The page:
Origin of Pliocene Deep-Water Sedimentation in Salawati Basin, Eastern Indonesia: Deposition in Inverted Basin and Exploration Implication
AH Satyana*, I Setiawan*
* Exploration Pertamina MPS
INDONESIAN SEDIMENTOLOGISTS FORUM 2ND REGIONAL SEMINAR, Deep-Water Sedimentation of South East Asia, Jakarta 14 – 16 May 2001
Salawati Basin is a foreland basin located at the frontal edge of the Indian-Australian continental plate. Sorong Fault, a major strike-slip fault in Eastern Indonesia and terminating the basin to the north, has inverted the basin’s polarity in the Late Pliocene by subsiding the whole northwestern part of the basin. Before this inversion, the Salawati Basin had a southern depocenter.
The newly formed northwestern depocenter has subsided rapidly since the inversion as an isostatic compensation to the southern and eastern uplifts. This condition resulted in the accommodation space for northwestern deep-water sedimentation. Sediments were eroded from the uplifted areas and deposited rapidly into the subsiding basin as debris flow deposits of Pliocene Klasaman sediments within bathyal depositional environment. The depocenter was increasingly subsided by tectonic loading of the contemporaneous Upper Klasaman multiple thrust sheets.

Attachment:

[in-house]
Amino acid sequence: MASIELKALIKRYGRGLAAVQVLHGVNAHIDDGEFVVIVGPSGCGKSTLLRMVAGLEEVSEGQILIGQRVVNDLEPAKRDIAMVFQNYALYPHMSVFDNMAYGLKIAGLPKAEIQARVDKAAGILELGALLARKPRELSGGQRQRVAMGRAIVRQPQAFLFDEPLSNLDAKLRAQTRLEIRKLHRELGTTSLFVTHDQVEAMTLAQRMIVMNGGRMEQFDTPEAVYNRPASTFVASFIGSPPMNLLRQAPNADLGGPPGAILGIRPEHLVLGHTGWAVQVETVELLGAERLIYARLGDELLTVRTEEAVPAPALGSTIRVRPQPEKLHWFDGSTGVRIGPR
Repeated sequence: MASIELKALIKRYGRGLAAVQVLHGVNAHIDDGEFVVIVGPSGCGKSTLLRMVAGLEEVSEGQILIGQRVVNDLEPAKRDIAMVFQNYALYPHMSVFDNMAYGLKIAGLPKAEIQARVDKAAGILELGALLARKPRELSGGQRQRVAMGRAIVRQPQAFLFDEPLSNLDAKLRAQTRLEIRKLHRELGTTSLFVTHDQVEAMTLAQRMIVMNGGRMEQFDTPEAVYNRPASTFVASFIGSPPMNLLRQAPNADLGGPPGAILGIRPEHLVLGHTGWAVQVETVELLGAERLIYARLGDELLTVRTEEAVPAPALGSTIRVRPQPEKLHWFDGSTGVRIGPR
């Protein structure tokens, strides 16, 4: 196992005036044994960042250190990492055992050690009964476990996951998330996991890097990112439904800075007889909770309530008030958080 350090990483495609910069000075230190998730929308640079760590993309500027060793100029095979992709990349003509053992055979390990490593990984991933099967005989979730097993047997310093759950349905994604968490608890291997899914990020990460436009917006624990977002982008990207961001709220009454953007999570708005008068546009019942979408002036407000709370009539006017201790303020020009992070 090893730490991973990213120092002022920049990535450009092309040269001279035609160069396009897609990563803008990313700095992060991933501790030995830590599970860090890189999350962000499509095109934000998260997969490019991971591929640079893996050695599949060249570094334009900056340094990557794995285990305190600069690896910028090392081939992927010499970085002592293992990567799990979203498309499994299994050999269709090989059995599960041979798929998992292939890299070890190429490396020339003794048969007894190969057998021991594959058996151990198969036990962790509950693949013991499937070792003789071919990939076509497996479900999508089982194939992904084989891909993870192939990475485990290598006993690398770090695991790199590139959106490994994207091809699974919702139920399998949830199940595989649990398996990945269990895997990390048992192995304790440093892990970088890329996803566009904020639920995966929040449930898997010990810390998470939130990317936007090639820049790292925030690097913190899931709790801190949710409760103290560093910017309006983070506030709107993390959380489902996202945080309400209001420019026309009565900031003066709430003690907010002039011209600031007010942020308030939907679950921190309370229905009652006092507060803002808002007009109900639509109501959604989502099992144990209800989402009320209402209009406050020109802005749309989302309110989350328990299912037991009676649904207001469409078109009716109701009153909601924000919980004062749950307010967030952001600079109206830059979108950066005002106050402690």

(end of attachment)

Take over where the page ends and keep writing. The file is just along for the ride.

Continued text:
Thick deep Klasaman deposits became burial sediments for the Miocene source rocks once deposited in the lagoonal environment to attain a depth of oil window. Rapid Klasaman deposition triggered overpressuring and shale diapirism. The deposition was too fast for the sediments to compact and dewater in normal way. Overburden pressure and lack of permeable conduits caused the overpressuring. The Klasaman overpressuring presents a drilling hazard as undergone by all wells drilled in the area. Low densities of overpressured Klasaman shales caused the shales flowed upward as diapirs. Sorong Tectonism controlled these diapirs as shown by their parallel trends with the Sorong Fault. The Klasaman diapirism may relate with hydrocarbon traps of faulted domal structures, dragged beds below the diapirs’ overhang zones, faulted beds in the peripheral sinks, and turtle structures.
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